Refret with Evo Wire
Martin Orchestra Model

For more details on fretwork,<br>please see the following two articles:
Fretwork Matters –
What Makes Great Frets? Part One
The Road to Great Frets, Part Two

Background: When frets are too worn for level, crown, and polish, I recommend a refret. For conventional guitars I use one of three different wire types – nickel (which is what is typically factory installed, Evo wire which more durable than nickel, or stainless steel, which typically lasts the lifetime of the instrument.

Evo wire, used in this refret, provides about 50% more wear resistance than nickel wire. Its gold hue is shiny when new, but oxidizes to a matte gold. There is no concern with how the guitar looks, as the fret wire blends in very well which chrome and nickel tuners.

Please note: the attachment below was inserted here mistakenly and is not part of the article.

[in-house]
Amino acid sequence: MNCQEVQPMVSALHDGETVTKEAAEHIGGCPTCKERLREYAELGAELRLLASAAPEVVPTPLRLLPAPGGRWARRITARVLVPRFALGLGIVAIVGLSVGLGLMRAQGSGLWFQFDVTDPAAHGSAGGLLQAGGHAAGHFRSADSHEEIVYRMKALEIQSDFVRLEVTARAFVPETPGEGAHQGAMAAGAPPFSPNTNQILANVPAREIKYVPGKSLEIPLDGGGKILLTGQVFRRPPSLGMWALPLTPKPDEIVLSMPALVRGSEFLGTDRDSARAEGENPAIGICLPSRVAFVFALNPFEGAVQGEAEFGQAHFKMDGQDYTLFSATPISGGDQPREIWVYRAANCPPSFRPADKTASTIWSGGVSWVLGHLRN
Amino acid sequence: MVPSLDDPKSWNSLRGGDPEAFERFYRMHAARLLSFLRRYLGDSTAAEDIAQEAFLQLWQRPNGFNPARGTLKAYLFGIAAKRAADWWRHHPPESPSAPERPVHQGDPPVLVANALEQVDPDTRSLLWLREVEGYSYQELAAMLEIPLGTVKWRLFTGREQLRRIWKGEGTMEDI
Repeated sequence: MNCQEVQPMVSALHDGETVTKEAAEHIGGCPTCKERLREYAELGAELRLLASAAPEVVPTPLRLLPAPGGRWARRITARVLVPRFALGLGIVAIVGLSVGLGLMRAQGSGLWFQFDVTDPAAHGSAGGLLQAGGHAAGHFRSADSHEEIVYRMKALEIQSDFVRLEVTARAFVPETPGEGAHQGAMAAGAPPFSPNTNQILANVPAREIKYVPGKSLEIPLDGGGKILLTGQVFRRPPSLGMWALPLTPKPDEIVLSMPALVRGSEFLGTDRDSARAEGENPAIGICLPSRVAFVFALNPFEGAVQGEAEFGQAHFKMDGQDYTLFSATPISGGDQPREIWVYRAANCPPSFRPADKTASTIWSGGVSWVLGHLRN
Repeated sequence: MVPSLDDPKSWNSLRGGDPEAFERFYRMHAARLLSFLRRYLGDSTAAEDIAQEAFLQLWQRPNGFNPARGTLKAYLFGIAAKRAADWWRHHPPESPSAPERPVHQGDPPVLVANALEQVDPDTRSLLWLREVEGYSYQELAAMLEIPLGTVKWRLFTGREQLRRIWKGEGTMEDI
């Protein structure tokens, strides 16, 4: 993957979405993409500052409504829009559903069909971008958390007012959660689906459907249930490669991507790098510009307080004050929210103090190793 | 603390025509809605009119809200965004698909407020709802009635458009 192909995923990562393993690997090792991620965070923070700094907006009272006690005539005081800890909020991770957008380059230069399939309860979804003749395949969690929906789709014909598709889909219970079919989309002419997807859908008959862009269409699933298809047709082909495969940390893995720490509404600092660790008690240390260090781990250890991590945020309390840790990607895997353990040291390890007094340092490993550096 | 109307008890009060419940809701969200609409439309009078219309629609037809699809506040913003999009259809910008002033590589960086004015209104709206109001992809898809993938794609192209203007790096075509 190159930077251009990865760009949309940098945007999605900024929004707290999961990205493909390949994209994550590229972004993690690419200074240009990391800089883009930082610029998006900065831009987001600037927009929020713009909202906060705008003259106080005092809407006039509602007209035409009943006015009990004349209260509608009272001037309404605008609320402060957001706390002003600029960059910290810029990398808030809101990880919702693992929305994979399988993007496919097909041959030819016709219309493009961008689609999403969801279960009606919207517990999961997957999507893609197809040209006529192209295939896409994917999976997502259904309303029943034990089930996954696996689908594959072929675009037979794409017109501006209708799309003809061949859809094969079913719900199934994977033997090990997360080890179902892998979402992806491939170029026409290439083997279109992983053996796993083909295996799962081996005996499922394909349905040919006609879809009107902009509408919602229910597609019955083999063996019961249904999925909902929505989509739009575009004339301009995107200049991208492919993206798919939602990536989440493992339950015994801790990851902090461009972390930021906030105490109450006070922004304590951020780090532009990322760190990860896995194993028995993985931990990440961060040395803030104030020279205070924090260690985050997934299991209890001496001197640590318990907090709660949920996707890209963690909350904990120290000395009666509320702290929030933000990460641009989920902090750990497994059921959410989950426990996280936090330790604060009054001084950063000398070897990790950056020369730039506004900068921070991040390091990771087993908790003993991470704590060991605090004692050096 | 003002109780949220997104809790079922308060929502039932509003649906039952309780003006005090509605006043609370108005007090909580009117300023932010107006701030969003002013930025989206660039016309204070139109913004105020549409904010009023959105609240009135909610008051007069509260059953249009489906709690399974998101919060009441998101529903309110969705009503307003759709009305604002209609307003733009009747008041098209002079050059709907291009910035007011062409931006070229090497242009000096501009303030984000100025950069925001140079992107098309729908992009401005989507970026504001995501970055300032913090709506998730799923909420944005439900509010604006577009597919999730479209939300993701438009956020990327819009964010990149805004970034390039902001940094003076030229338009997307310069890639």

Repairs: This Martin had received a prior level, crown, and polish. Often a guitar can receive two such services before refret. Unfortunately wear was so deep that we recommended a refret. A dial caliper is used to adjust the fretboard completely flat. The frets are electrically heated, and removed. The fretboard is then dressed. Divots are typically filled and leveled if there is fretboard wear. Fretboard edges are turned. Frets are then sized, and installed with hot hide glue. To fit the fres to the board, the frets are filed to a 30 degree angle along the board.

Once the frets are installed and fitted, a complete fret level, crown, and polish. The fretboard is taped off to protect all wood surfaces and binding. All fret ends are dressed so there are no sharp edges. The frets are crowned with diamond files, wet sanded up to 1200 grit, and buffed to a high luster with rouge.